The day after our night visit to the local cemetery, we returned, this time in our van, to join our friends for a comida at gravesite. Like so many events, it was both festive and sad. A local woman had died two nights before, and the interment had just concluded as we entered the cemetary. There was a huge mound of earth over the grave, and her family and friends were pushing cut flowers into the earth.
In the daylight, the panteón was of course much less mysterious, but possibly sadder. There were tiny graves of infants. One grave consisted of twin mounds. In it were two sisters who had died at the age of two. Another, somewhat larger child's grave was aof a boy who had fallen off a roof. Life is fragile.
Our neighbor, Sr. Orozco, was there, and he kept urging us to have a seat. I looked around and replied, "Gracias, pero por lo visto, vamos a tener mucho tiempo para descansar." "Thanks, but by the look of things, we'll have a lot of time to rest."
In the midst of all this, Rosa and María had set up a charcoal brazier and had been trying to get a fire going for over 3 hours. The excess of charcoal used was blocking the airflow. Some relatives came, and when the men removed the surplus, the fire caught hold.
Rosa seasoned a stack of thin cut bisteces de res in a plastic bag, using only a generous handful of salt, while María first washed and diced a bag of tomatoes, then diced then over a pottery dish balanced on her lap. Aurora, Rosa's 25-year old daughter, diced onion, and when the tears started to flow, she placed a cut stem of onion atop her head. I remember that kitchen trick from opening scenes of the movie, Like Water For Chocolate. Aurora then cut up two chiles perón for the "salad", while María opened a can of chiles jalapeños, seasoning the salad-salsa with the juice from the can and a few chiles were slivered and tossed in as well. A pinch of salt, juice from one lime, and we tasted it. Mmmmm ¡picante!
Now the carne was on the asador, but as they had neglected to bring tongs or any kitchen implements other than a couple of knives, we resorted to flipping the steaks over with our seared fingers after loosening them from the grate with a knife.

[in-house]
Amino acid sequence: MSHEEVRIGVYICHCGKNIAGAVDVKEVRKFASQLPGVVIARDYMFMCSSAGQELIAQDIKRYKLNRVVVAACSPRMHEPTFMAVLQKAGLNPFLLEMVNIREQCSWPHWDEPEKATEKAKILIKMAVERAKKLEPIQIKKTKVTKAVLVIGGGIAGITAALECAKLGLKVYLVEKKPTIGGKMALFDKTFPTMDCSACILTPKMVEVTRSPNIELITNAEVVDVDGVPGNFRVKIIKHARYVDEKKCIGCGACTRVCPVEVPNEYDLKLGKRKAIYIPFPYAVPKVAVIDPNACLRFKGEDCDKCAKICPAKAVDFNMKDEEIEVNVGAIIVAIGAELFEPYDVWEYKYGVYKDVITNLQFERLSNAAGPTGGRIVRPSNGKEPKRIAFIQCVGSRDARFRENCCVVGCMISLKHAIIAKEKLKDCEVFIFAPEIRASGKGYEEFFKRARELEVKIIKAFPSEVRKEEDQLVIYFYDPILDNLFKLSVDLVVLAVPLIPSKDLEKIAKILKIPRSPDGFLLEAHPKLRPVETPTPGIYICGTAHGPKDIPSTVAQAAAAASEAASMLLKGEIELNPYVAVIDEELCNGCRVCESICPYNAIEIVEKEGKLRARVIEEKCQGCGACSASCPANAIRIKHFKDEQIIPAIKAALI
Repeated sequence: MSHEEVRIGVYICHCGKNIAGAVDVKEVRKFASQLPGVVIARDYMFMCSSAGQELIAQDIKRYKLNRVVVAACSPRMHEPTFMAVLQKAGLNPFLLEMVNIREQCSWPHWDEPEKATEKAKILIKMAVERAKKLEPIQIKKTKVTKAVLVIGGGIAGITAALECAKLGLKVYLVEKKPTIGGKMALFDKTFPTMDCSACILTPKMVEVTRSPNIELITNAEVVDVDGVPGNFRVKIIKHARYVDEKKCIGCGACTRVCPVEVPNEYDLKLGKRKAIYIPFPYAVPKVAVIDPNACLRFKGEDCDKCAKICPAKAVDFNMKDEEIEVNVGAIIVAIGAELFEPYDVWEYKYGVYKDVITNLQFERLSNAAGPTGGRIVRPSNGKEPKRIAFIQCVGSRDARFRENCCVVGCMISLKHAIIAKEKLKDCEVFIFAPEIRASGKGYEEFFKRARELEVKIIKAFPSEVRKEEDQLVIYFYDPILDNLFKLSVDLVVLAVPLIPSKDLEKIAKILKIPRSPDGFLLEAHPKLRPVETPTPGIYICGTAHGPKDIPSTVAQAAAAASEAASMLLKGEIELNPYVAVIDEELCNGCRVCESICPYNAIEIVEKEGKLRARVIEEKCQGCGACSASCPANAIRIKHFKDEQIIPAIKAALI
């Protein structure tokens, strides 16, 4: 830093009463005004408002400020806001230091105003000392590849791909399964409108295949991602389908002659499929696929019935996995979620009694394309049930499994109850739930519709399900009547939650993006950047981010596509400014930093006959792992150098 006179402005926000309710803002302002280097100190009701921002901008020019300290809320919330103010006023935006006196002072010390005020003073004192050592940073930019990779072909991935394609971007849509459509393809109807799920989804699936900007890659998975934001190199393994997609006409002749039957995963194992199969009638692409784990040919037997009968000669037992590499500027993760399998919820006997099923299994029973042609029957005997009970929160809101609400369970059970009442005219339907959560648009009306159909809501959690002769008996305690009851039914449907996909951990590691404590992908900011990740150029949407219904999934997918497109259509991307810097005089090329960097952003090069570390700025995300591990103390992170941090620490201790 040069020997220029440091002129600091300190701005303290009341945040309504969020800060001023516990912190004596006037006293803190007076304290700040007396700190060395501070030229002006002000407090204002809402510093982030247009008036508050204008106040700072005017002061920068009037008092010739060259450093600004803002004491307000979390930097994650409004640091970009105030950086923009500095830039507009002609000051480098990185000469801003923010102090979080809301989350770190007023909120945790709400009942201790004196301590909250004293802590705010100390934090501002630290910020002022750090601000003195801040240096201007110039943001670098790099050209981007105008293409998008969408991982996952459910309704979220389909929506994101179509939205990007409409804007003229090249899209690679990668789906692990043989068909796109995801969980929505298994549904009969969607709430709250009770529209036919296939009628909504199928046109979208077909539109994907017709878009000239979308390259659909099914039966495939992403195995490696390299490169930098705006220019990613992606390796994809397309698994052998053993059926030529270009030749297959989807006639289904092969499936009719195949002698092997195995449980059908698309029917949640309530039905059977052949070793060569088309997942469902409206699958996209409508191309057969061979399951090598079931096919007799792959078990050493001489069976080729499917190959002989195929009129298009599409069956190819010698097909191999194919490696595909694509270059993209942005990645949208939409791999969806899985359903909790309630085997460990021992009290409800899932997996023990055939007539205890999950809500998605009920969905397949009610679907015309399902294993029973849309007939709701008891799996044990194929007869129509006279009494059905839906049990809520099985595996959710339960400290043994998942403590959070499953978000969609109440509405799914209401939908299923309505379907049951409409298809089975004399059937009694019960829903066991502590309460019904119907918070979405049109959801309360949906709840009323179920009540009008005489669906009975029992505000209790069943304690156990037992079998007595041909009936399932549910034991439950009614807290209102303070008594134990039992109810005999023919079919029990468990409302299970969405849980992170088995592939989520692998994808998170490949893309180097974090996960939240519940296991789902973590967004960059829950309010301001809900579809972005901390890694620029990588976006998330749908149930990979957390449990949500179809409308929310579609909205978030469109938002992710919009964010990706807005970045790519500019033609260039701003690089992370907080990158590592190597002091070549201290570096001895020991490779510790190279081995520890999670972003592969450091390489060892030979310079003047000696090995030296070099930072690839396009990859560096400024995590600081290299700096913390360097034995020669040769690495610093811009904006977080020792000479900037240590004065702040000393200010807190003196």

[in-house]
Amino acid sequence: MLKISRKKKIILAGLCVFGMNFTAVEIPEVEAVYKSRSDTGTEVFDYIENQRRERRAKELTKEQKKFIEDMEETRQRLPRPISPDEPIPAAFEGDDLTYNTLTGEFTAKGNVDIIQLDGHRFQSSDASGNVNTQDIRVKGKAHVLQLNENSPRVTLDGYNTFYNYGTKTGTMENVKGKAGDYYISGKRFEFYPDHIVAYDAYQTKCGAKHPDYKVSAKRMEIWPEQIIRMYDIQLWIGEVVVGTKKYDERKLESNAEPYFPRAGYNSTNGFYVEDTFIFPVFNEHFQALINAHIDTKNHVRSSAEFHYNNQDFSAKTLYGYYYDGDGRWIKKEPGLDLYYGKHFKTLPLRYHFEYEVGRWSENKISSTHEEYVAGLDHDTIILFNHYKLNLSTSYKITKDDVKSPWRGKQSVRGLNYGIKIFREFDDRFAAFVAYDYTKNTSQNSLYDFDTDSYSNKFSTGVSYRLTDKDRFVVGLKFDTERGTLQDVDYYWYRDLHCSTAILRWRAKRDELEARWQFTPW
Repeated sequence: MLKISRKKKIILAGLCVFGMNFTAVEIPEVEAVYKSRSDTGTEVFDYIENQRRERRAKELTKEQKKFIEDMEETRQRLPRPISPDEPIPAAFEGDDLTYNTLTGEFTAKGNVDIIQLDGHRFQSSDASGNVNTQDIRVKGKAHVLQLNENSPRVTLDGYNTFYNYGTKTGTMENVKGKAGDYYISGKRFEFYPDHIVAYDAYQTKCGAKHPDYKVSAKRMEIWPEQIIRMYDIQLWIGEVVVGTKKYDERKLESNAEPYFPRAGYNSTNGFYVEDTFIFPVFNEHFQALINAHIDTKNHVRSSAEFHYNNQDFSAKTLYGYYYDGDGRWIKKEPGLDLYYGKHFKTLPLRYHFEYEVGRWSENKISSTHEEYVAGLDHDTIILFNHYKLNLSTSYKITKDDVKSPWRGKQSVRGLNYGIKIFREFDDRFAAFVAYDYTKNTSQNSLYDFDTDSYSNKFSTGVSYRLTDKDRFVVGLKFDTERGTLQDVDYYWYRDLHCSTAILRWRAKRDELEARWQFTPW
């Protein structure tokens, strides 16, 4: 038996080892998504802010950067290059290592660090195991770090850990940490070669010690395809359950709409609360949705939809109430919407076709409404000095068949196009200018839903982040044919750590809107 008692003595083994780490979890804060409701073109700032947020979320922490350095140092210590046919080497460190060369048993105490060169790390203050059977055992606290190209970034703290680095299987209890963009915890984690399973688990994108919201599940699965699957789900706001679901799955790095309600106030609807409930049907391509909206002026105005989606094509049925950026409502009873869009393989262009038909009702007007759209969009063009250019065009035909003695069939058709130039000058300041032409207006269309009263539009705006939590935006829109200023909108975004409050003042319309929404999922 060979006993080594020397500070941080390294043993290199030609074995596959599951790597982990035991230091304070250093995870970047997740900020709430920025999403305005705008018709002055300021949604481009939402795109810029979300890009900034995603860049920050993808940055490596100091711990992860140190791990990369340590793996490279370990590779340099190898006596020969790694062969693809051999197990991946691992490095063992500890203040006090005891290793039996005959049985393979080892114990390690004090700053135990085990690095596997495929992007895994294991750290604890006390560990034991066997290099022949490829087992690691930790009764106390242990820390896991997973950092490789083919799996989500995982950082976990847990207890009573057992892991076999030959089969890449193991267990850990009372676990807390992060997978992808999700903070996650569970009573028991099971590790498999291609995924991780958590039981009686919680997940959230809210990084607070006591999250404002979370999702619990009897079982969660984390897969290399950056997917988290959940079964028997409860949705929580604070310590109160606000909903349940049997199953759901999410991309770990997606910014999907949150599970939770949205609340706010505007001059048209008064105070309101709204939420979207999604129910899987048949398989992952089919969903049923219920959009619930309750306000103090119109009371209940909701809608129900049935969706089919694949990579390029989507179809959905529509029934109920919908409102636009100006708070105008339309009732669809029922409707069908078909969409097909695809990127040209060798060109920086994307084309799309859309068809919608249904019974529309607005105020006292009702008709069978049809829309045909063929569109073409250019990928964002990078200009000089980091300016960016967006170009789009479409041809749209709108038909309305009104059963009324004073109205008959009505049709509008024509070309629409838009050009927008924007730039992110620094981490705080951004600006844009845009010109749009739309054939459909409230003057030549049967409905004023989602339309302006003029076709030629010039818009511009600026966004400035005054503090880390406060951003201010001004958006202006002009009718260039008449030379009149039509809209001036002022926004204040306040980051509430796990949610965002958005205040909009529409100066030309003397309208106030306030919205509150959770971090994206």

Tortillas were then reheated over the fire and a few unfilled gorditas. Precooked frijoles were in several glass jars.
I'd brought 3 loaves of warm garlic-parmesan bread, wrapped in foil. They served as our appetizer. The heavy-duty aluminum foil wrapping became plates for a lucky few. We ate with our hands, tearing the salty, smoky meat into shreds and putting it into toasted tortillas. For a beverage.we drank the limeade Susan had made, and when that ran out, the Coke was opened.
When we were finished, the fire was overturned, and the trash we had gathered was burned. One might say that the whole thing had been feast and sacrifice with ritual burning of the remains at the end, but I wouldn´t go that far. It was just a picnic amongst the graves.
In the course of conversation, María told us in hushed tones that another neighbor had died the night before, and we were invited to the velatorio. I turned down that invitation, for the two days had been interesting, even comforting experiences, I wasn't quite ready to stare death in the face at a wake.
Aurora and Laura both wanted to come to our house on Sunday to practice English, and we told them they were welcome. I much prefer to feed the living.